Grant Park Festival wraps season with compelling account of Dvořák’s “Spectre’s Bride”

August 18, 2012

Carlos Kalmar led the Grant Park Orchestra and Chorus in Dvořák's "The Spectre's Bride" Friday night at the Pritzker Pavilion.

The Grant Park Music Festival seems to be cornering the market on rarely performed choral works of Antonin Dvořák. In 2010, lakefront audiences heard the Czech composer’s Requiem and this weekend Carlos Kalmar and the Grant Park Orchestra are closing their season with what is likely the Chicago premiere of Dvořák’s The Spectre’s Bride.

In the wake of the success of his Stabat Mater in England, Dvořák received a commission from the London music publisher Novello for a new large-scale choral work. He chose a folk text cast in the same “Death and the Maiden” style popular at the time. In this case, Death, disguised as a young woman’s fiancee, abducts her and takes her on a menacing nocturnal ride to a cemetery where her lover is entombed. She finally realizes she has been deceived (her escort’s making her throw away her rosary and prayerbook should have been a tipoff) and prays for help, which ultimately saves her at the moment of her death.

Dvořák’s “dramatic cantata” was an overwhelming success in his native land and England, but has largely faded into obscurity on this side of the pond. While not a masterpiece on the level of the composer’s Requiem or Stabat Mater, The Spectre’s Bride is supremely well crafted and effective with ample opportunities for chorus, three soloists and orchestra that showcase Dvořák’s flair for dramatic story-telling. Kudos to Kalmar and colleagues for this welcome revival.

Kalmar and the Grant Park Orchestra delivered one of their finest performances of the summer Friday night. The conductor showed once again what an inspired Dvořákian he is, keeping keen dramatic momentum throughout the unbroken 80-minute work, while eliciting a vast range of color and dynamic subtleties, his fine balancing ensuring that the chorus never swamped the soloists.

Despite the gothic melodrama of the text—hard to escape Friday night since it was performed in English—-three superb soloists provided the strongest possible advocacy. Soprano Jonita Lattimore, standing in on short notice for an ailing Aleksandra Kurzak, sang with gleaming vocalism and passionate commitment in the role of the abducted heroine, bringing moving and expressive power to her final prayer.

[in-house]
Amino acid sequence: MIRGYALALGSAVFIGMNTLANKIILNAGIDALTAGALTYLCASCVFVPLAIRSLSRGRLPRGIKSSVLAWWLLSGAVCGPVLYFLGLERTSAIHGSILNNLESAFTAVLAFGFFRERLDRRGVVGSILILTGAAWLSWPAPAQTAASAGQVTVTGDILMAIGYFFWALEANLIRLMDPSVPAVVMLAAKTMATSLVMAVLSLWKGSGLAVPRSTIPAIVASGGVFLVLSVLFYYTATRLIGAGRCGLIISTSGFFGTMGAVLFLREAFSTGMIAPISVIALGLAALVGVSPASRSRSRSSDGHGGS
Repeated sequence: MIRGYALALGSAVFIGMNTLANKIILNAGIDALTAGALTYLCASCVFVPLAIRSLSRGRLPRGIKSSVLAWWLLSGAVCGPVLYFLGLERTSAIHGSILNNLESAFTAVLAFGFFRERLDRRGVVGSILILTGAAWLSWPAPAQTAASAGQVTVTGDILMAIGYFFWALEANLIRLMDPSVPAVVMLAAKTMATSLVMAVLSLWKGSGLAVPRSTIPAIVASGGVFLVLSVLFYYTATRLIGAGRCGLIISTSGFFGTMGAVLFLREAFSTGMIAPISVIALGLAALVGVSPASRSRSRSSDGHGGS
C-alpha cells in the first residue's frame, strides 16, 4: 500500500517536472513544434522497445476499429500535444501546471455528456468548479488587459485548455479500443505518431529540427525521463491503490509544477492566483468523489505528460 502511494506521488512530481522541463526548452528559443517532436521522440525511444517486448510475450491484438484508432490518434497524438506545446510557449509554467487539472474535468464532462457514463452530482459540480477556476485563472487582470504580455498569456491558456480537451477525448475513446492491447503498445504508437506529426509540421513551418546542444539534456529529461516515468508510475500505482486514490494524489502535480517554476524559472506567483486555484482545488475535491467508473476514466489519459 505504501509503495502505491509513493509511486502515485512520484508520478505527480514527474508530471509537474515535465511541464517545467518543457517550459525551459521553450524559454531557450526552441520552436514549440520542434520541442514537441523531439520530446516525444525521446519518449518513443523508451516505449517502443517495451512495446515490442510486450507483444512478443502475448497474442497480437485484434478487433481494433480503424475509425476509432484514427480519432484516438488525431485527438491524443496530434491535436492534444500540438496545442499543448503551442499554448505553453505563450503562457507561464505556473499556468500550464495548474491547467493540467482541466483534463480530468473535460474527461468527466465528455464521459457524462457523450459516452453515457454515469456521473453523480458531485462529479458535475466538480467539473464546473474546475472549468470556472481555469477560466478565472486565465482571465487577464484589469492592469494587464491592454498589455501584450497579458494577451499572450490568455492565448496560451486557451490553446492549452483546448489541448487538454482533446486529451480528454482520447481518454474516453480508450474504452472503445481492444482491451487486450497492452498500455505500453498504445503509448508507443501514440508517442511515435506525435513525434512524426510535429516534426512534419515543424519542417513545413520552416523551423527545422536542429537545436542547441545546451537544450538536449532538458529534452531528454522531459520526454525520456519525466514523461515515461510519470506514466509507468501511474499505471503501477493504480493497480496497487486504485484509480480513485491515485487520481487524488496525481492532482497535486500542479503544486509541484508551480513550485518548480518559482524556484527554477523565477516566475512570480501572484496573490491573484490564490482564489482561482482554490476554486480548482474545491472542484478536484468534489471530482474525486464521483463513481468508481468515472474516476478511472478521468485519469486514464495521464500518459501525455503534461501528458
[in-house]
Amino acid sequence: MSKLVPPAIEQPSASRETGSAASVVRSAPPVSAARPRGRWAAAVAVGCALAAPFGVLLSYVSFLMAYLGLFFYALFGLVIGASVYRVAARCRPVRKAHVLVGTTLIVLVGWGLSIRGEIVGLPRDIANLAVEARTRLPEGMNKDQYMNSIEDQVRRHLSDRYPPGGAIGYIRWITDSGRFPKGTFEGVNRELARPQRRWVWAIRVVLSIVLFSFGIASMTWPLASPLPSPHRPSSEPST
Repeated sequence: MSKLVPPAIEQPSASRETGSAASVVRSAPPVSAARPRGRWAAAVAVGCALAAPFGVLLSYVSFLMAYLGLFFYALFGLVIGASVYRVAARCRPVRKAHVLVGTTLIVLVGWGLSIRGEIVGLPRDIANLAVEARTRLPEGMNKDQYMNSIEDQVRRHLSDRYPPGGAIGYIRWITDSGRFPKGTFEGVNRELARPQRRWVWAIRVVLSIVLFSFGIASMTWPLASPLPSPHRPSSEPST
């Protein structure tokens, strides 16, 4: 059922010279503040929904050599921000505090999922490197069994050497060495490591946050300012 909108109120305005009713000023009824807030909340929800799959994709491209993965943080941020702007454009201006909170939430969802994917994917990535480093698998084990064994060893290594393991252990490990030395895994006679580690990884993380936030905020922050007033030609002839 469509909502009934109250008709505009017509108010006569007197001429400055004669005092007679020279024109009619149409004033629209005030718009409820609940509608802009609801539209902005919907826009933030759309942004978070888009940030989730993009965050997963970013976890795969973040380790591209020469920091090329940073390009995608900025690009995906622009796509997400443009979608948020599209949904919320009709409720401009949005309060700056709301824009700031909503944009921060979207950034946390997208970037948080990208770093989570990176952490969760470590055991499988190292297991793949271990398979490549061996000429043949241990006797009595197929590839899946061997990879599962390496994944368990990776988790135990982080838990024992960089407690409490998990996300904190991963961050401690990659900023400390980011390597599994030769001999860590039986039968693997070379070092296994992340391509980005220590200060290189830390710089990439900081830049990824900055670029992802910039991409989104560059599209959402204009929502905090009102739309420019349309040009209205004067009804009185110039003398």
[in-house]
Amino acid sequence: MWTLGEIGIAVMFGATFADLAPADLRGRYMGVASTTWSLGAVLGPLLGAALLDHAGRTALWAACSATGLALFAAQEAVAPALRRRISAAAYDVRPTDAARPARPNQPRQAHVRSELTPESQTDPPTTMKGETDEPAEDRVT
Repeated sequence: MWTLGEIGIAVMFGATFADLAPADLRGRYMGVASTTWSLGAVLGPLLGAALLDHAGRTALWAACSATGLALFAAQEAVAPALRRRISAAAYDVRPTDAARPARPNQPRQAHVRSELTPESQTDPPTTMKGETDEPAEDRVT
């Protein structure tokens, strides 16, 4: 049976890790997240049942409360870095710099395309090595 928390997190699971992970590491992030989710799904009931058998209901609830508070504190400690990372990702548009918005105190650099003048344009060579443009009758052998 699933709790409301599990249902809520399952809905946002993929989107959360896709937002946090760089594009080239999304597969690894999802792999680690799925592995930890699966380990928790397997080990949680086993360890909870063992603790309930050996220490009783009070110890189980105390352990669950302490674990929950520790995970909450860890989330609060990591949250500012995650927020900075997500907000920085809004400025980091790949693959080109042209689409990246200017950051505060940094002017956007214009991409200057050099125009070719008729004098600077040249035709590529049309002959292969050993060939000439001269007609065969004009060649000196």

Brendan Tuohy’s mellifluous tenor and crystal-clear diction were well-suited to the phantom who entices the maiden to her near-doom. Stephen Hegedus made a most impressive Grant Park debut, the Canadian bass-baritone delivering powerful singing and crisp enunciation in his narrative role, easily rising over the top of the chorus in their many collaborative passages.

But the evening really belonged to the Grant Park Chorus, who wrapped their 50th anniversary season with the finest choral performance of the summer. Scrupulously prepared by guest chorus master William Jon Gray, the Grant Park ensemble sang with delicate refinement in the intimate moments and brought daunting strength to the dramatic passages, with every syllable so clear the text was made largely redundant.

Finally, how heartening it was to see Millennium Park packed with thousands for such an obscure work and have it applauded so enthusiastically by all at the end of the evening.

The Spectre’s Bride will be repeated 7:30 p.m. Saturday.

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